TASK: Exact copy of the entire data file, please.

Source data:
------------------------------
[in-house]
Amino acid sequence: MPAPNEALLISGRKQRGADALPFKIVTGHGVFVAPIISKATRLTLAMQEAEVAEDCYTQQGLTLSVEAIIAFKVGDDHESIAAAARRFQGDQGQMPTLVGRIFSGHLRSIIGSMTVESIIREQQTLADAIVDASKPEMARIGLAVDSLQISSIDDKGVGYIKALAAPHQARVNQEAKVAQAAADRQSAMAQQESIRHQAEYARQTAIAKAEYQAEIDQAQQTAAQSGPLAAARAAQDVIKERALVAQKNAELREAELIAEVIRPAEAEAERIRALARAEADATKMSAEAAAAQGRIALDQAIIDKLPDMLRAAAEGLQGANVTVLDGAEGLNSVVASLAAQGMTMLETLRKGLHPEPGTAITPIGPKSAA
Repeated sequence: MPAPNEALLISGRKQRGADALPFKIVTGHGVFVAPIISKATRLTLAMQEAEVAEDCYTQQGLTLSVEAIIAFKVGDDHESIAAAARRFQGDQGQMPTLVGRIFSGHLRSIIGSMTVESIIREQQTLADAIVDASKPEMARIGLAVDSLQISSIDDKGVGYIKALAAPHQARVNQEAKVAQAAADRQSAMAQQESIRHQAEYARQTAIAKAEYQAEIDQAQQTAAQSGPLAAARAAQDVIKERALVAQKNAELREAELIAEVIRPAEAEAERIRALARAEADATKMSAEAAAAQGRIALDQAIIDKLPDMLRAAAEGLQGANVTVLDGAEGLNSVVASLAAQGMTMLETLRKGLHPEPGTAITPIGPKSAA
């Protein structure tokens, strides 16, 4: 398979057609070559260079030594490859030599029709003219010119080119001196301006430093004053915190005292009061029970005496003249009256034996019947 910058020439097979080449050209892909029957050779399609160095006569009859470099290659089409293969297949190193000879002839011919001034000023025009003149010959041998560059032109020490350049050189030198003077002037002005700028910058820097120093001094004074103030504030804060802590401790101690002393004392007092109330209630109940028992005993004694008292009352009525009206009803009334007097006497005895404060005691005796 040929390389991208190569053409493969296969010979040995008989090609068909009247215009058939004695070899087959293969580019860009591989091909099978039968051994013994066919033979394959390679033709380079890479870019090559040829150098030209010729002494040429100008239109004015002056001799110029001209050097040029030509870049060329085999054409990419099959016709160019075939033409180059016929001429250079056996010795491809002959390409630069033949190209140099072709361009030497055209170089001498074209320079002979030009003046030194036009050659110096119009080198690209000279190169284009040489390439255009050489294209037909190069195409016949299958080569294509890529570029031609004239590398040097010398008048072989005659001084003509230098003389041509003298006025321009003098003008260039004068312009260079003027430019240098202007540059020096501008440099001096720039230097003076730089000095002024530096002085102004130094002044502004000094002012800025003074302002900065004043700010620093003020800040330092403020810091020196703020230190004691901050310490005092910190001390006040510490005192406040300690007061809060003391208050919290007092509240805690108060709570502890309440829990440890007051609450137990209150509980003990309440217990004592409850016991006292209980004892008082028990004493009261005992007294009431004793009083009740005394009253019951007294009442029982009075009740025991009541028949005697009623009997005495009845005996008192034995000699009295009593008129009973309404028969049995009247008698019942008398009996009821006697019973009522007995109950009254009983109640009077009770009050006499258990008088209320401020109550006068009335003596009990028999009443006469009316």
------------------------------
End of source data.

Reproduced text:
[in-house]
Amino acid sequence: MPAPNEALLISGRKQRGADALPFKIVTGHGVFVAPIISKATRLTLAMQEAEVAEDCYTQQGLTLSVEAIIAFKVGDDHESIAAAARRFQGDQGQMPTLVGRIFSGHLRSIIGSMTVESIIREQQTLADAIVDASKPEMARIGLAVDSLQISSIDDKGVGYIKALAAPHQARVNQEAKVAQAAADRQSAMAQQESIRHQAEYARQTAIAKAEYQAEIDQAQQTAAQSGPLAAARAAQDVIKERALVAQKNAELREAELIAEVIRPAEAEAERIRALARAEADATKMSAEAAAAQGRIALDQAIIDKLPDMLRAAAEGLQGANVTVLDGAEGLNSVVASLAAQGMTMLETLRKGLHPEPGTAITPIGPKSAA
Repeated sequence: MPAPNEALLISGRKQRGADALPFKIVTGHGVFVAPIISKATRLTLAMQEAEVAEDCYTQQGLTLSVEAIIAFKVGDDHESIAAAARRFQGDQGQMPTLVGRIFSGHLRSIIGSMTVESIIREQQTLADAIVDASKPEMARIGLAVDSLQISSIDDKGVGYIKALAAPHQARVNQEAKVAQAAADRQSAMAQQESIRHQAEYARQTAIAKAEYQAEIDQAQQTAAQSGPLAAARAAQDVIKERALVAQKNAELREAELIAEVIRPAEAEAERIRALARAEADATKMSAEAAAAQGRIALDQAIIDKLPDMLRAAAEGLQGANVTVLDGAEGLNSVVASLAAQGMTMLETLRKGLHPEPGTAITPIGPKSAA
């Protein structure tokens, strides 16, 4: 398979057609070559260079030594490859030599029709003219010119080119001196301006430093004053915190005292009061029970005496003249009256034996019947 910058020439097979080449050209892909029957050779399609160095006569009859470099290659089409293969297949190193000879002839011919001034000023025009003149010959041998560059032109020490350049050189030198003077002037002005700028910058820097120093001094004074103030504030804060802590401790101690002393004392007092109330209630109940028992005993004694008292009352009525009206009803009334007097006497005895404060005691005796 040929390389991208190569053409493969296969010979040995008989090609068909009247215009058939004695070899087959293969580019860009591989091909099978039968051994013994066919033979394959390679033709380079890479870019090559040829150098030209010729002494040429100008239109004015002056001799110029001209050097040029030509870049060329085999054409990419099959016709160019075939033409180059016929001429250079056996010795491809002959390409630069033949190209140099072709361009030497055209170089001498074209320079002979030009003046030194036009050659110096119009080198690209000279190169284009040489390439255009050489294209037909190069195409016949299958080569294509890529570029031609004239590398040097010398008048072989005659001084003509230098003389041509003298006025321009003098003008260039004068312009260079003027430019240098202007540059020096501008440099001096720039230097003076730089000095002024530096002085102004130094002044502004000094002012800025003074302002900065004043700010620093003020800040330092403020810091020196703020230190004691901050310490005092910190001390006040510490005192406040300690007061809060003391208050919290007092509240805690108060709570502890309440829990440890007051609450137990209150509980003990309440217990004592409850016991006292209980004892008082028990004493009261005992007294009431004793009083009740005394009253019951007294009442029982009075009740025991009541028949005697009623009997005495009845005996008192034995000699009295009593008129009973309404028969049995009247008698019942008398009996009821006697019973009522007995109950009254009983109640009077009770009050006499258990008088209320401020109550006068009335003596009990028999009443006469009316």